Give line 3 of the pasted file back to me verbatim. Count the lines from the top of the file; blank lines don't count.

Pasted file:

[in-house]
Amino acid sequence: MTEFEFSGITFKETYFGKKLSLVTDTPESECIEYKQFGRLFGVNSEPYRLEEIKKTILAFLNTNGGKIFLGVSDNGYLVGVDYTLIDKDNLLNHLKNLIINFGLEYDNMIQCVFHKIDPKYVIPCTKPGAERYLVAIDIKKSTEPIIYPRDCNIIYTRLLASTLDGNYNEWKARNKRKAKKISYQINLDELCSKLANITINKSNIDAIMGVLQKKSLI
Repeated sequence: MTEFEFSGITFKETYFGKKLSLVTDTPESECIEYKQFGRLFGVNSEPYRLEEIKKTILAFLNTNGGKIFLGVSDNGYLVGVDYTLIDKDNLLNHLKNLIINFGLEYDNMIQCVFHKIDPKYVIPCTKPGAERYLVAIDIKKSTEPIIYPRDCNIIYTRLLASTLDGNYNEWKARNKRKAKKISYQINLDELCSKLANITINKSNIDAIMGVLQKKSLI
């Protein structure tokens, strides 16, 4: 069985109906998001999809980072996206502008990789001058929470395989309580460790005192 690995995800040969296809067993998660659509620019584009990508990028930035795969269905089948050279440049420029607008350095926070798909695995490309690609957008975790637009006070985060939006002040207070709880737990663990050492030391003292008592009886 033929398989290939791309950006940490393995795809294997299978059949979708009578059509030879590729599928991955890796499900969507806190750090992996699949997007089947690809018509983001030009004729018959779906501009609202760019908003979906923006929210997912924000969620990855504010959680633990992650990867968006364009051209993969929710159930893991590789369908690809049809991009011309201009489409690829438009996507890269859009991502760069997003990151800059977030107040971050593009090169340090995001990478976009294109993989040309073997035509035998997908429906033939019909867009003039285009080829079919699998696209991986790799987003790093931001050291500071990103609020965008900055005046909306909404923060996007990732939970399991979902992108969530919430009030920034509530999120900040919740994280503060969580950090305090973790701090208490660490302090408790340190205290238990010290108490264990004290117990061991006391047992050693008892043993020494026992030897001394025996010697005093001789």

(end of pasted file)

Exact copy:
Repeated sequence: MTEFEFSGITFKETYFGKKLSLVTDTPESECIEYKQFGRLFGVNSEPYRLEEIKKTILAFLNTNGGKIFLGVSDNGYLVGVDYTLIDKDNLLNHLKNLIINFGLEYDNMIQCVFHKIDPKYVIPCTKPGAERYLVAIDIKKSTEPIIYPRDCNIIYTRLLASTLDGNYNEWKARNKRKAKKISYQINLDELCSKLANITINKSNIDAIMGVLQKKSLI